Considered historic legislation, the NFSA, or the National Food Security Act, was established with the goal of providing the underprivileged population with particular entitlements and rights. These rights are aimed at enabling underprivileged households with appropriate nourishment and a healthy way of living. As the act was launched in 2013, it comprised a mid-day meal plan, a public system of food distribution, and integrated services related to child development. Further, it is important to note that, under the act’s implementation, the Indian government has undertaken the allocation of subsidised food grains to more than 2/3rd of the population of India’s underprivileged. The National Food Security Act is especially focused on the infirm, destitute women, and the aged population.
The NFSA full form is the National Food Security Act, and it has a single main purpose. This is to make food available to those who cannot afford it. Here are its objectives in more detail:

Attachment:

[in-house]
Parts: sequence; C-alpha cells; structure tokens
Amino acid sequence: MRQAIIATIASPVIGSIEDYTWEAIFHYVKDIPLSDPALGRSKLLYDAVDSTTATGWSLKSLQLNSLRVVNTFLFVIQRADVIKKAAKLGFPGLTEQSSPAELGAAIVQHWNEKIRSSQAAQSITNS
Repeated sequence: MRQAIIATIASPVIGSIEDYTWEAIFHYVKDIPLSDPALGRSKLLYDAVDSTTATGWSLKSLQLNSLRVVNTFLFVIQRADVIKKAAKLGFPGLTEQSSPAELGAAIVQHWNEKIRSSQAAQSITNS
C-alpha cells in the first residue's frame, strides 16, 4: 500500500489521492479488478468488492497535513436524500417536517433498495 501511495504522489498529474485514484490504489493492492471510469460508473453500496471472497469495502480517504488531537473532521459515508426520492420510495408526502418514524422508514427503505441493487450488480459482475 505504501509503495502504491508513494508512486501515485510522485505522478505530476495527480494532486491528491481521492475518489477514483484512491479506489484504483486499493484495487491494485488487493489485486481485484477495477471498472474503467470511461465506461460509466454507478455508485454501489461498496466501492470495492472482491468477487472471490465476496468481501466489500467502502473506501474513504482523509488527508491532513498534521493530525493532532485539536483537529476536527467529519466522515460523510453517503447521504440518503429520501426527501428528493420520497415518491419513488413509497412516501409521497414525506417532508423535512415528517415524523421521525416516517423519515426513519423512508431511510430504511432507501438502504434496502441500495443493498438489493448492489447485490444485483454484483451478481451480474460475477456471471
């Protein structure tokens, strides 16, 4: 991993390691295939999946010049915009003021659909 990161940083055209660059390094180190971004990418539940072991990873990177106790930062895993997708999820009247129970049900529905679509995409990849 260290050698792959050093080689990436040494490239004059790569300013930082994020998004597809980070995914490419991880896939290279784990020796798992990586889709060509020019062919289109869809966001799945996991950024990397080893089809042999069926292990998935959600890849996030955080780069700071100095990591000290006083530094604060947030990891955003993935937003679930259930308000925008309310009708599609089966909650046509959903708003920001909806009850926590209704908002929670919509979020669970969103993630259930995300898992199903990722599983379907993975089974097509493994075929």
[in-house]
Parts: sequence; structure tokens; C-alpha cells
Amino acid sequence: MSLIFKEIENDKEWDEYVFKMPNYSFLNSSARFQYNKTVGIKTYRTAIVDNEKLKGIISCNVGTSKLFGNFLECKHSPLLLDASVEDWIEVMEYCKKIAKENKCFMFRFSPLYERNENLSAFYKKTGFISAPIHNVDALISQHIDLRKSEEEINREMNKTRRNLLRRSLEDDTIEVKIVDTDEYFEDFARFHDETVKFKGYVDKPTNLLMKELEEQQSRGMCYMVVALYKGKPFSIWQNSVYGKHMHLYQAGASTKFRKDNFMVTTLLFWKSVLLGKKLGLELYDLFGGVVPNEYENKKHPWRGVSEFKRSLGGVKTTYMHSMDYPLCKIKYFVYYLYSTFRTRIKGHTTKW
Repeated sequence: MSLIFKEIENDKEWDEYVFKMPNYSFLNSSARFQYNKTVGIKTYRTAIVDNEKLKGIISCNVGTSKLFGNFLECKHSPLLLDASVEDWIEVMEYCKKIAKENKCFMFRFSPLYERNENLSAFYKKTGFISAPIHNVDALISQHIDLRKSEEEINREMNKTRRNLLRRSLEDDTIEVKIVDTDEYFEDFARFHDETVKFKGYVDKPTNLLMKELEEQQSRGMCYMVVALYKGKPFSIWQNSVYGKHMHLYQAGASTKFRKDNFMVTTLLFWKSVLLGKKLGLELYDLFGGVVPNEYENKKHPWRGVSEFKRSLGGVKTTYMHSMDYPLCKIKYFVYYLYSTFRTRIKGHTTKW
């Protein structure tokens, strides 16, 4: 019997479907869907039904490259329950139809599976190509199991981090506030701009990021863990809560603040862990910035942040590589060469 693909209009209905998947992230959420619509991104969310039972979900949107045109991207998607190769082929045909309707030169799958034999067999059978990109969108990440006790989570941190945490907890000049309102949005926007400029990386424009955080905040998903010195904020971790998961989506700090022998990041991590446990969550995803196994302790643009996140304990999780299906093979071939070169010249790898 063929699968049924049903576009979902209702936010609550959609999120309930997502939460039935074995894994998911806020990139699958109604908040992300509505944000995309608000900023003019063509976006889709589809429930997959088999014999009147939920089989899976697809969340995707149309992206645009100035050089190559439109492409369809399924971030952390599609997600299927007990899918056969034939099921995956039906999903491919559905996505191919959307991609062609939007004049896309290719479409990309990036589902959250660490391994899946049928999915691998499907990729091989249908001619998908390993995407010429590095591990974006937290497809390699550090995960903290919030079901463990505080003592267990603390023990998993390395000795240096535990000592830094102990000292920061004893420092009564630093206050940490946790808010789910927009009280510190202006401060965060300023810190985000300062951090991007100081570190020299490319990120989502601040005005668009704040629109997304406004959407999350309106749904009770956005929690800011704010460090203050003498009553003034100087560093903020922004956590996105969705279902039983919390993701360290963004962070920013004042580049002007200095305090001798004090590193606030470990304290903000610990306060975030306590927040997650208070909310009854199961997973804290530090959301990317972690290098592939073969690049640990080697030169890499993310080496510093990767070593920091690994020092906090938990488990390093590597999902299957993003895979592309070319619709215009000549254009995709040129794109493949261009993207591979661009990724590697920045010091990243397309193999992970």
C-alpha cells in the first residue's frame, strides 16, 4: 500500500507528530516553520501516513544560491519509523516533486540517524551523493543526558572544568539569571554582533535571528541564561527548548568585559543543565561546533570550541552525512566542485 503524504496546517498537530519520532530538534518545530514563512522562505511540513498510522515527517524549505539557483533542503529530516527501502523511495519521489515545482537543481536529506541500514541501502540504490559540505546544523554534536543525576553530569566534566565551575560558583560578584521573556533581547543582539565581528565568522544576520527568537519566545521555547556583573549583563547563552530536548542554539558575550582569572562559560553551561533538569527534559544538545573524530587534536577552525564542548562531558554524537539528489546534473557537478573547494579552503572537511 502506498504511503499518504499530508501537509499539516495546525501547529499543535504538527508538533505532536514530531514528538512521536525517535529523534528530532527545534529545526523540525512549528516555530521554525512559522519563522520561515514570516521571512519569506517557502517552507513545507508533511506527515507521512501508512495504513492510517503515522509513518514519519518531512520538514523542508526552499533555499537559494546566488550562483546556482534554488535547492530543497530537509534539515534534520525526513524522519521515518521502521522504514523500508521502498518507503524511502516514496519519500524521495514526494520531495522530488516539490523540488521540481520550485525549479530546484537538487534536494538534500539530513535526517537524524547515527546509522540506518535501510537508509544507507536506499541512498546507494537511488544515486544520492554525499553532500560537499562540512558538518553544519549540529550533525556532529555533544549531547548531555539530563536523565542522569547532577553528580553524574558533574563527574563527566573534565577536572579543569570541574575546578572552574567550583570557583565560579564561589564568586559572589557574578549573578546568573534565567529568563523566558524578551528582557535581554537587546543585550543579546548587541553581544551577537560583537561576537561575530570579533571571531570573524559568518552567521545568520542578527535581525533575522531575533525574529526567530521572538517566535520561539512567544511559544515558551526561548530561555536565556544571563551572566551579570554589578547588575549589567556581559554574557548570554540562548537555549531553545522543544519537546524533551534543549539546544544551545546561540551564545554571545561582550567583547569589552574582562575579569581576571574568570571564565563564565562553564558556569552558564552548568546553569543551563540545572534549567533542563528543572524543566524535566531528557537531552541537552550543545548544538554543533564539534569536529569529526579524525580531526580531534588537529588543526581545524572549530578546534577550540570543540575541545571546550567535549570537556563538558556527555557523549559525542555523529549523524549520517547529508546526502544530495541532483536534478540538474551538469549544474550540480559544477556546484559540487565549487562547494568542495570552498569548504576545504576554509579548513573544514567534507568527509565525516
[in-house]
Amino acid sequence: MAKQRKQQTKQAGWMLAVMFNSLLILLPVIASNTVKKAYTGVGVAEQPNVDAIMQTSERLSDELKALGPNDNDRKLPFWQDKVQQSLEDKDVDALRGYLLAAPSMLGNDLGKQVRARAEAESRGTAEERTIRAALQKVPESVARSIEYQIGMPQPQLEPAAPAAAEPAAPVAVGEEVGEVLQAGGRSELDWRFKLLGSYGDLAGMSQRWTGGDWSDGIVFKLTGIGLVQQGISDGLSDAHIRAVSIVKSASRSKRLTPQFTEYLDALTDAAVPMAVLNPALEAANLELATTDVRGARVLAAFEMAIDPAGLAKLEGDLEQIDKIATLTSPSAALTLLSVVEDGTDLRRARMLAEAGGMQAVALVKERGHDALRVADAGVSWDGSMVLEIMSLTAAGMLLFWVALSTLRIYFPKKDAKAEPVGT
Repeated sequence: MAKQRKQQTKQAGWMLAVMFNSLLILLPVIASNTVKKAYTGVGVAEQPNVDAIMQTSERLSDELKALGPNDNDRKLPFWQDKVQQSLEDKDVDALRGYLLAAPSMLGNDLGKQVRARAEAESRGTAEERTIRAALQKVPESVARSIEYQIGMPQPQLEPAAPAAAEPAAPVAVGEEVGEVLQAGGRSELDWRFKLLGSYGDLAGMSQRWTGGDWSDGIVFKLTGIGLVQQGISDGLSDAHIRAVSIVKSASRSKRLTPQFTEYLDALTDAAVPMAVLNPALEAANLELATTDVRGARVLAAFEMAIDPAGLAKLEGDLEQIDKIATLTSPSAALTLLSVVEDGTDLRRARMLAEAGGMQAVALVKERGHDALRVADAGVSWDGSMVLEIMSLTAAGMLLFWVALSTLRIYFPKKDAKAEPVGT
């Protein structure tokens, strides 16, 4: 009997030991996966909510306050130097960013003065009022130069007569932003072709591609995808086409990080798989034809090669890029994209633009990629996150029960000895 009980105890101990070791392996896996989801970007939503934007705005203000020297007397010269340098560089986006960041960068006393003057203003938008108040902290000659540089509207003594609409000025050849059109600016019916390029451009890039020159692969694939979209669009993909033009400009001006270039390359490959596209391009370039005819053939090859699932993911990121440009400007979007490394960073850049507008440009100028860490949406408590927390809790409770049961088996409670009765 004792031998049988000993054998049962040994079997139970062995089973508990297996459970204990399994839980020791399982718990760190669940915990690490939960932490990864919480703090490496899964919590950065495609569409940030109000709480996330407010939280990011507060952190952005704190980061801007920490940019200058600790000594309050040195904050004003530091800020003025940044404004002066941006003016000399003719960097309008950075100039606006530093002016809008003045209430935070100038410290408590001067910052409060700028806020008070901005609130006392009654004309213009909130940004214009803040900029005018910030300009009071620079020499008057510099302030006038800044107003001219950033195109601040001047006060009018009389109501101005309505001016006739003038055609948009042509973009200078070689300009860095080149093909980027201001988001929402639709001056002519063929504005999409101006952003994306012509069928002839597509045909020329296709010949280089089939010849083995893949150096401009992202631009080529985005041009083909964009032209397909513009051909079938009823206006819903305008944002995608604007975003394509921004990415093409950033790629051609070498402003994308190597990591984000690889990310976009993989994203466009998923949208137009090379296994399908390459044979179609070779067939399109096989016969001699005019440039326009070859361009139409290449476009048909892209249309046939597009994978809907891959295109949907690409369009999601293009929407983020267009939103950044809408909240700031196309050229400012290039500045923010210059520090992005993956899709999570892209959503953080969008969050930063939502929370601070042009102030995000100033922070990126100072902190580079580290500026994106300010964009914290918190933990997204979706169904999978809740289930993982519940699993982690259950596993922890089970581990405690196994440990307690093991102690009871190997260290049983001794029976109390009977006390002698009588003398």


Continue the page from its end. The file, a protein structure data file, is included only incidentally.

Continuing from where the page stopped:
The sole objective and that which is related to all other aims of the food security act is to enable every Indian citizen to obtain adequate food.
Included in the same clause is the feature of provision of nutritional security by means of making food accessible quantitatively.
Food and nutrition must be made available qualitatively at prices that individuals can afford.
The food security act relates to the principles of the Indian Constitution that give the right to every citizen of India to live with dignity and with appropriate means of food consumption to have a healthy life.
Under this specific food security act, there are particular households that are classified as ‘eligible’. These are further grouped into the following:
Households that are covered under the provisions of the AAY, or Antyodaya Anna Yojana.
Also under coverage are ‘priority households’ under the clauses of the TPDS, or Targeted Public Distribution System.
According to the most recent figures generated by the census, the population coverage is determined by the Central Government of India.
According to recent reports, the scheme is focused on 50% of the population living in urban India, and 75% living in the rural areas of India.
Certain provisions of the act provide for entitlements to food and administer security allowances. Here are the special entitlements:
Under the act, every household that is covered will receive 5 kg foodgrains, per individual, each month.